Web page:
African jewels are often used as talismans, thus displaying special shapes and having precise purposes: anklets represent the particular snake whose bite people want to be protected from; Camerun dignitaries wear around their neck talismans adorned with buffalo heads to symbolize strength and cunning; Dogon warriors wear rings with horsemen figures for their ritual prayers.
African jewels are eclectic also as regards the finding and use of materials, which are characterized by shared symbolic meaning. The most common are gold, bronze, hard-stones such as carnelian, amber, quartz, amazonite, chalcedony, glass beads, animal parts such as leather, hair, bones, claws and teeth, or vegetal materials such as berries, seeds, wood, and seashells.
In Africa seashells are endowed with such a great symbolic meaning and economic value, that up a few decades ago commercial compositions were carried on through the exchange of the Cauri seashell (Cyprea moneta) which was fished in the seas of the Maldive and Laccadive islands, and exchanged for gold. This is the reason why seashells have never ceased to be used as jewels among almost all African populations, fixed on leather or vegetal surfaces together with glass beads.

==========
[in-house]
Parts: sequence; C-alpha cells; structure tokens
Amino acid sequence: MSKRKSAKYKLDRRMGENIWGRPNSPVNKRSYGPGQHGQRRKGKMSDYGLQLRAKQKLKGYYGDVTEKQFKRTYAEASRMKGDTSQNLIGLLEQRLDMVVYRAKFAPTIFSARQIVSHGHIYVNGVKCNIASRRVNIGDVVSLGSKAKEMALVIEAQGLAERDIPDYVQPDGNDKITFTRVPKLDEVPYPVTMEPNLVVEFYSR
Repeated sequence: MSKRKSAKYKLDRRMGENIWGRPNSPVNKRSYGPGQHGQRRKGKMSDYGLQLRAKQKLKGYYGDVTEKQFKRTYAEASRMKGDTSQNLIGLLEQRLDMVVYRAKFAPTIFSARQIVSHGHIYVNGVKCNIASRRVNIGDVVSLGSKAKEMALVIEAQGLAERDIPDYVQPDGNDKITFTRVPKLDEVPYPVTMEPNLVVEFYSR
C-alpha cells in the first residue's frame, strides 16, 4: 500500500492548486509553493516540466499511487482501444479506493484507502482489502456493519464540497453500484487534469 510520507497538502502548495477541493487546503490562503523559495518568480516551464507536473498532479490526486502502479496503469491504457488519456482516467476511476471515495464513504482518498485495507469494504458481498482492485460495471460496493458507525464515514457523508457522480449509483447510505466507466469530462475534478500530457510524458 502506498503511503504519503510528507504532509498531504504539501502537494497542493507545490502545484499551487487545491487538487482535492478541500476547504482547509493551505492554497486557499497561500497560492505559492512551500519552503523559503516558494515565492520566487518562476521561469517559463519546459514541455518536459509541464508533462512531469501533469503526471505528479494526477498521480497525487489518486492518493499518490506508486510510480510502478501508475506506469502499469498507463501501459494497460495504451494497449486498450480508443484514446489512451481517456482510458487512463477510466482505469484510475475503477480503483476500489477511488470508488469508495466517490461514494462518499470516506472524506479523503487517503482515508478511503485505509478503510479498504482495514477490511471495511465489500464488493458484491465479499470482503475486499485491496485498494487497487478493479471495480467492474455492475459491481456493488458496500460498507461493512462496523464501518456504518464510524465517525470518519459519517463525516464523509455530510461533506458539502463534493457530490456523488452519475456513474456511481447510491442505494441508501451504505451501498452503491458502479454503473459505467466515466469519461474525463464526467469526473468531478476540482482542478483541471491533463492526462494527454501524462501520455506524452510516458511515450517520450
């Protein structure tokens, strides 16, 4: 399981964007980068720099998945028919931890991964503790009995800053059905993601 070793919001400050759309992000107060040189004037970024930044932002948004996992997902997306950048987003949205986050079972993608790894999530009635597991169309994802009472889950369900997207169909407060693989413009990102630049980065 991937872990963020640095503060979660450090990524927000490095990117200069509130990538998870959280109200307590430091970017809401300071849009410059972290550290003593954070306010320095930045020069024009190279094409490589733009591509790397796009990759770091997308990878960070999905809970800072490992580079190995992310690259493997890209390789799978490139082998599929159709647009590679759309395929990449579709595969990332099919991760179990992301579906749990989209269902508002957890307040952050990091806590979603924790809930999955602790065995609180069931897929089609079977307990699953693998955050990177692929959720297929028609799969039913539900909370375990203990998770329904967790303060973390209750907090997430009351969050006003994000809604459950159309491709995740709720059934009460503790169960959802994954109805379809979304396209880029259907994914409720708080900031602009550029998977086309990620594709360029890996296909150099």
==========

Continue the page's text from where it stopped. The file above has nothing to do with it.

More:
Since ancient times glass beads have always been a highly precious and sought-after material for the realization of jewels; they change their meaning according to their colour and decoration patterns. It is still possible to find glass beads (both single or in complete jewels) dating to Phoenicians, ancient Romans, Byzantines and, above all, Venetians, these latter from the Middle Ages, when Venice became the most important centre for the production and export of glass beads throughout Europe and Africa.